In 64A incumbent Erin Murphy (DFL) will be challenged by Andrew Ojeda (R). In District 65A, Daniel Lipp (R) will run against incumbent Rena Moran (DFL). In House District 66A, incumbent Alice Hausman (DFL) will be challenged by Dave Thomas (IND) and Mark Fotsch (R). In District 66B, incumbent John Lesch (DFL) will face Ben Blomgren (R).

The election in November is an election of issues as much as candidates, as interest groups attempt to build up support on opposing sides of the constitutional amendments that will be on the ballot.

Whether to require a voter ID and whether to limit marriage to a union between one man and one woman are the amendments that voters will support or deny this fall.

“Our real priority is taking back the House and Senate,” said Carlie Waibel, deputy communications director for the DFL Party. “And the Voter ID and marriage amendments are really in the forefront.” The party supports a No vote on both amendments.

“One of the big things Congressman Keith Ellison is doing is registering voters to get out and vote against both of these amendments,” Waibel said.

She said redistricting did not affect the DFL so much and worked out well for them.

“We’re excited about the opportunity to get candidates elected in all parts of the state,” she added.

Bill Denney, chair of Congressional District 4 for the Independence Party, said redistricting did not affect the operation of the party, keeping their officers in the districts they preside over.

“Our two big issues are the two constitutional amendments,” he said. The party passed two resolutions at its convention June 23 strongly opposing both amendments.

Denney said the Independence Party has formed a coalition with Minnesota United for Families, which supports equal rights in marriage for all, and Our Vote, Our Future, a group opposing Voter ID.

He said the strong opposing views of the major parties offer an opening for the Independence Party.

“What we hope for is that people will realize as the two parties drive each other farther and farther apart, there is so much middle ground to make up,” said Denney. “The extreme polarization works in our favor.”

The Republican Party was contacted for this story, but did not respond. The Republican Party has supported the constitutional amendments.

 

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Volunteers of America for North End voted down by St. Paul City Council

Posted on 15 July 2012 by robwas66

By JANE MCCLURE

The Volunteers of America (VOA) must decide its next steps after the St. Paul City Council upheld one appeal and rejected another July 3. The council’s actions prevent VOA from using 1394 Jackson St., a former residential facility, as a halfway house for up to 74 people leaving the federal prison system. The agency could either seek another location or challenge the City Council decision in court.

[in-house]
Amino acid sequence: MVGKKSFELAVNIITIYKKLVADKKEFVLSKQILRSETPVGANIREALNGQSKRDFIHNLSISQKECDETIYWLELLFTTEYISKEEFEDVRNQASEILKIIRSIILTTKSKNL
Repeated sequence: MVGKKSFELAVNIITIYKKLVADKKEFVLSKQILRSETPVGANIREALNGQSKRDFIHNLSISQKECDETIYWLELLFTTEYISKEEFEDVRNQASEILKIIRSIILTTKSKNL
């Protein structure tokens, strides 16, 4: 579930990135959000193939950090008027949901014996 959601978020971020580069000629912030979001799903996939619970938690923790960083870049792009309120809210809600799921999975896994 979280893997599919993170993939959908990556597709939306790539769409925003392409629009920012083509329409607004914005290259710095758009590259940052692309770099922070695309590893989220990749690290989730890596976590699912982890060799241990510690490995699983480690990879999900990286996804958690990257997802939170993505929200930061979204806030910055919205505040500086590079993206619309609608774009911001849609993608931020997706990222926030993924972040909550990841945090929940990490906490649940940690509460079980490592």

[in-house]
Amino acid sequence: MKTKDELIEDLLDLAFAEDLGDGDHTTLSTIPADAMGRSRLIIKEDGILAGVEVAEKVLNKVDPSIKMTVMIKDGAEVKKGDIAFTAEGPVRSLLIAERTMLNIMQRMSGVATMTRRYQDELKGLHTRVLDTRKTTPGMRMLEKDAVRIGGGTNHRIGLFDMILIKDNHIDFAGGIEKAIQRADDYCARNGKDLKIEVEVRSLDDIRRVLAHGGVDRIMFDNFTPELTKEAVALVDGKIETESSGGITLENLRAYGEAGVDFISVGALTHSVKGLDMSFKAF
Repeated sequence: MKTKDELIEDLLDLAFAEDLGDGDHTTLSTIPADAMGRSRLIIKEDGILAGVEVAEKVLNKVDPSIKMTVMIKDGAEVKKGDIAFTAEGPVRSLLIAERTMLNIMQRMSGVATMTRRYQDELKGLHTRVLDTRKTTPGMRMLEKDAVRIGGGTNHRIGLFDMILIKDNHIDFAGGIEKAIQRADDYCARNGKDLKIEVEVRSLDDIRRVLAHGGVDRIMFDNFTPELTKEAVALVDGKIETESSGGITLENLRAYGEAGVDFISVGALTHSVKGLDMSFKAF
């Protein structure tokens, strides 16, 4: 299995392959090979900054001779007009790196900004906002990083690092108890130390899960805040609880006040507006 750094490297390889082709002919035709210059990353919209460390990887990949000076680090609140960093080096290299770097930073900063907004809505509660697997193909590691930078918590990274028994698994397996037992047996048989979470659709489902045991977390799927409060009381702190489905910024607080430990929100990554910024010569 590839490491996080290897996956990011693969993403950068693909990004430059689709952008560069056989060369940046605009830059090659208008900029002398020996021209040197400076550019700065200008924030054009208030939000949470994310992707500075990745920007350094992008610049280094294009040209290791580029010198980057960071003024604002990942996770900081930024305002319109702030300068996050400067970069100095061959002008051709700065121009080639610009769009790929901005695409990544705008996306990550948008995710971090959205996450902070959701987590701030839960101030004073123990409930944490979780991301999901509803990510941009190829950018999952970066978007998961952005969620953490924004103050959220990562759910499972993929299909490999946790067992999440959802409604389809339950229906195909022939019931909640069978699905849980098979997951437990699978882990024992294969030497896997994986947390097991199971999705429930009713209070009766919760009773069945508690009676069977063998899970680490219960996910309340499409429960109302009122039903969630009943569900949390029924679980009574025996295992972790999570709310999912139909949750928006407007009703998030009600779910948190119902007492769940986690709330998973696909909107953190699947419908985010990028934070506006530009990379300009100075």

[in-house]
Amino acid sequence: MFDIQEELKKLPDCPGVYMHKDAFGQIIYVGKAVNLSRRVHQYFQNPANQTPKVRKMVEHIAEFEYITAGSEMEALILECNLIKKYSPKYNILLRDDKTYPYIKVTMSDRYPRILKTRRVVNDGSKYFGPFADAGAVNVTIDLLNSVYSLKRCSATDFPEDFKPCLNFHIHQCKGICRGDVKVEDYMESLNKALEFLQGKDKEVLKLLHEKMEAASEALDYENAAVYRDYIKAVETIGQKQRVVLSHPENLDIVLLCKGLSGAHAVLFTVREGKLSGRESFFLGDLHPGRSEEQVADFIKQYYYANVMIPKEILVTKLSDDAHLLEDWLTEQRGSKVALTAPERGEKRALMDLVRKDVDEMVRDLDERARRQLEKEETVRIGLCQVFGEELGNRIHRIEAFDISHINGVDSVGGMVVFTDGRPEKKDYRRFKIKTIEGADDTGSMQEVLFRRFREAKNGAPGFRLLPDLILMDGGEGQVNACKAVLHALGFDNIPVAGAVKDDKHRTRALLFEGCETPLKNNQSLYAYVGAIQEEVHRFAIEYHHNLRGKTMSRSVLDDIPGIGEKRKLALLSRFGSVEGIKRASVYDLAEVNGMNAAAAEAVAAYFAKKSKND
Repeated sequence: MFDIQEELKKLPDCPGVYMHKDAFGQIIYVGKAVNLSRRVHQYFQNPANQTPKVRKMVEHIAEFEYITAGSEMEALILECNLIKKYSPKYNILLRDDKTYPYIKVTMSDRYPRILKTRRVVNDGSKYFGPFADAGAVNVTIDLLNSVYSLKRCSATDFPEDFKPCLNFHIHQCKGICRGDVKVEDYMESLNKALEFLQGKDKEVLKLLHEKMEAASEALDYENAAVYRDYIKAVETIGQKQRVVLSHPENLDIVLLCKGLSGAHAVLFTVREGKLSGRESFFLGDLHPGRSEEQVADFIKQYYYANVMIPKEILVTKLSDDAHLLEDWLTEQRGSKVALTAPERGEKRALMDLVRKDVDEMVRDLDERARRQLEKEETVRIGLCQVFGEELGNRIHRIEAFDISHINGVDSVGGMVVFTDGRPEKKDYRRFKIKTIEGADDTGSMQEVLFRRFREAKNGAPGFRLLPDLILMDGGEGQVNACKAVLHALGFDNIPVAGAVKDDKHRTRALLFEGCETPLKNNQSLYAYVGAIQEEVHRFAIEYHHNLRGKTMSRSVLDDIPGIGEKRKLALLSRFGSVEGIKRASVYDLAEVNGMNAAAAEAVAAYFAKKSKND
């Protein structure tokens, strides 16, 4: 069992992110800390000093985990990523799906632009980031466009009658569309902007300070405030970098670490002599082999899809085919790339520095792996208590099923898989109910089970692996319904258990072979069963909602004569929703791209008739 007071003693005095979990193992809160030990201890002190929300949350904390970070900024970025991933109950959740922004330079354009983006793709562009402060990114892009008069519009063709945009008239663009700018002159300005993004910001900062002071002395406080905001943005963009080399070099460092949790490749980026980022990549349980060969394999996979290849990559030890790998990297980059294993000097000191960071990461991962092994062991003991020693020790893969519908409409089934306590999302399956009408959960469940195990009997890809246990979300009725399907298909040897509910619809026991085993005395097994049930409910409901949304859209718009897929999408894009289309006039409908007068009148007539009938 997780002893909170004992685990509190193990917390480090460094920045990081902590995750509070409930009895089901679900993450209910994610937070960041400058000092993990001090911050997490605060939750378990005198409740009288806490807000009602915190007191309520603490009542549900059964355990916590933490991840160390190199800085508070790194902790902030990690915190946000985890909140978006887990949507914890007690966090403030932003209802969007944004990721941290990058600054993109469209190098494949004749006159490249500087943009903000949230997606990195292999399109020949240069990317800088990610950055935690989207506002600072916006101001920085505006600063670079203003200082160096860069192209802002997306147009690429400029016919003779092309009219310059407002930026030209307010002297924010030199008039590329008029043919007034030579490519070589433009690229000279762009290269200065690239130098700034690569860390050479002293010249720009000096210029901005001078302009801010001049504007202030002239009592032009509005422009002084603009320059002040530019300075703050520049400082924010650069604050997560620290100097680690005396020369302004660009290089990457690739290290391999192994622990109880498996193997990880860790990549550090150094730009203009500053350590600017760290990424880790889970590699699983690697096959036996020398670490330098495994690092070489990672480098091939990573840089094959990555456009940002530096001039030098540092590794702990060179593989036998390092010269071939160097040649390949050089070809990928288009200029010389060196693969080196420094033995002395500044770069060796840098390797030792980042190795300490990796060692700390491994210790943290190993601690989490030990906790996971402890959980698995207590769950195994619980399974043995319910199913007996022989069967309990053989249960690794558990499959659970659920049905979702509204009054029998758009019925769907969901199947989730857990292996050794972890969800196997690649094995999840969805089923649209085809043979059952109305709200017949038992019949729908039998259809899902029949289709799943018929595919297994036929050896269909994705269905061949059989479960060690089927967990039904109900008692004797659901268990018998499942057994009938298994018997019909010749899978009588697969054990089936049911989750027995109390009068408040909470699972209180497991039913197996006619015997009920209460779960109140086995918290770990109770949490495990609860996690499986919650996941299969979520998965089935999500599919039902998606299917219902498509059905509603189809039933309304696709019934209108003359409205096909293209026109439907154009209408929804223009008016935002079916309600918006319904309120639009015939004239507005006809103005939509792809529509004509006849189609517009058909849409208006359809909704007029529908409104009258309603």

The City Council memorialized its decision July 11.

VOA has lost its lease at its longtime Roseville facility and needs to move. In June the St. Paul Planning Commission granted VOA a conditional use permit for 32 residents, not the 74 requested. That prompted VOA to appeal that decision. The nonprofit agency’s attorney Tom Johnson called the number “arbitrary” and said it has been “plucked out of the air.” Planning Commission members said they chose the number because the property could have 16 residents under city regulations and 32 was seen as a compromise.

But the council rejected the VOA appeal and upheld a District 6 (North End-South Como) Planning Council appeal asking that the permit simply be denied. The district council representatives said that while they have respect for VOA and its decades of helping federal prisoners transition into society, the Jackson Street site isn’t appropriate.

Ward Five Council Member Amy Brendmoen agreed and praised VOA. But she asked that the District 6 appeal be upheld, saying that the halfway house use isn’t in compliance with area and citywide plans. “District 6 has longstanding concerns about underutilized industrial land,” she said.

The area is poised for redevelopment and that has to be recognized, Brendmoen added.

The nonprofit VOA, which has worked with federal prisoners for 40 years, hoped to operate a residential facility at 1394 Jackson St., south of Arlington Avenue. The organization is losing its lease at its Roseville location and is looking to move.

The proposed new location, just south of the Arlington-Jackson intersection, is zoned industrial and is surrounded by industrial and commercial uses. Years ago it did house a community residential facility for women, Norhaven. More recently is has been used as adult day care, a restaurant and office space. Johnson said that the building is appropriate for VOA’s proposed use and that the institutional use continued into the 1990s. The VOA use would have provided 20 jobs.

VOA representatives, including a man who was able to make a successful transition back into society thanks to the program, said their use is a good fit for the building and the area. VOA Minnesota CEO and President Paula Hart said the nonprofit would pay the city the equivalent of the property taxes for the site, if the program could locate there. If VOA ever left the site, the city would have first right of refusal for the land and it wouldn’t be sold to another community residential facility user.

Hart also pointed out that one in five of the agency’s re-entry clients are from St. Paul.

Opponents said the issue is not VOA but one of land use. District 6 Community Organizer Kerry Antrim said that the plans for the site call for industrial reuse and job creation. “We are clear on job creation, we are clear on keeping our industrial land industrial,” she said.

Attorney Kirsten Libby represented the District 6 Planning Council. She said the project doesn’t meet the city’s standards for a conditional use permit and that the number of residents proposed is a 400 percent increase over what is allowed.

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Linder’s Greenhouse

Linder’s Greenhouse

Posted on 01 July 2012 by robwas66

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Discovery Club